Why is Google My Business like the book smart kid who is mildly dysfunctional in real life?
Google’s local listing platform (I say that descriptive term because I never really know what it’s called these days. PDiddy Puff Daddy +Local – who can keep up?!) is a nightmare to manage all 147 local StorageMart addresses.
You would think that once you verify your listing or your bulk upload gets approved, that Google would mark that down in some Book of Life and all previously listed businesses at that address would be cast away in a deep dark sea of forgetfulness, or at least thrown overboard to Bing.
Claiming a business name if it never existed, and if no other business ever resided at that address, might be simple. But in real life, businesses move, are bought and sold, change names. And then… supernatural things happen.
My marketing team and I like to categorize this phenomenon as:
The Series of The Undead
A previously listed business reappears at your address. You can “suggest and edit” but beware of marking the business as “closed”! Google is likely to also close your managed listing. SearchEngineLand.com wrote a more detailed article explaining what may cause the undead to rise and how to make them dead-dead, or mostly dead.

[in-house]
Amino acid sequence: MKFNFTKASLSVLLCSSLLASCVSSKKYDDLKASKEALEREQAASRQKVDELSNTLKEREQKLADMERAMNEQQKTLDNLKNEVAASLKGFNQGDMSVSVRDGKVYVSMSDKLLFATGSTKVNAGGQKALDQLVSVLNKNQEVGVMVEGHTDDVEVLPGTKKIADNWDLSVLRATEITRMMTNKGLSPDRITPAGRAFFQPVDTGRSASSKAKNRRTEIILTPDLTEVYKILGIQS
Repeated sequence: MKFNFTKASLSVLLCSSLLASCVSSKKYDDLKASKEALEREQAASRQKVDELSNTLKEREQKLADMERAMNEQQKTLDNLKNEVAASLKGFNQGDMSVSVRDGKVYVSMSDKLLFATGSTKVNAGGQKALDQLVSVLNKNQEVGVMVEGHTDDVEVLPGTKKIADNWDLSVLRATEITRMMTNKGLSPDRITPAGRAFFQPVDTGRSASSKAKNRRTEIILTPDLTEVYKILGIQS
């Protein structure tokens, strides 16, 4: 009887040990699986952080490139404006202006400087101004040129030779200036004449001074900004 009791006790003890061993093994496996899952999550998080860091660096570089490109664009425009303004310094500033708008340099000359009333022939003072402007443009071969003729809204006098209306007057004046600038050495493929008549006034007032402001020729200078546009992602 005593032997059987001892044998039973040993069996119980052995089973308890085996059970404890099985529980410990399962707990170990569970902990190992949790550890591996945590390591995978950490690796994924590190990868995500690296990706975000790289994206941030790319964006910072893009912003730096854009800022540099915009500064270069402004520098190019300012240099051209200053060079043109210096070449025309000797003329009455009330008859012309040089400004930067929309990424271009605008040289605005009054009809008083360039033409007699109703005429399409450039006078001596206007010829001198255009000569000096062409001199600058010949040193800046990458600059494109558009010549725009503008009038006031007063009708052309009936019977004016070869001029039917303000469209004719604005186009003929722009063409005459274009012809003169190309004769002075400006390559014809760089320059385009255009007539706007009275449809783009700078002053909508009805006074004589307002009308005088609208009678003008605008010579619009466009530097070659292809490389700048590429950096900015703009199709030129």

There are 10 verification postcards for one single listing roaming around the Canadian postal service – or, conceivably, anywhere by now. When your listing is neither dead or alive, but is in a purgatorial “pending” status, it is unanimated.
North of the Wall
Canada, O Canada. Some of your addresses do not exist, according to Google. Google denies the existence of rural postal addresses as much as King’s Landing denies that winter is coming.
Like a spirit stuck on the wrong side of the afterlife, if you merge or attempt to transfer your listing to another account, some might be left behind. This was the case for one poor soul when we grew and began using the bulk upload service. We won’t forget you #0106!
Paid listings for sites such as yp.com (not mentioning any names!) place their tracking number over your local listing. Yay – you get a prominent spot and they can track the data, but the tradeoff is that their affiliates might also morph your local listing into their paid ad wheel.
The battle is never ending.
If you’ve waged a war with Google My Business local listings and vanquished the undead, I’d love to hear how you did it!
UPDATE: While posting this blog, I missed a phone call from Google explaining how they will cure my Untranscended listing! (Now that is creepy timing!)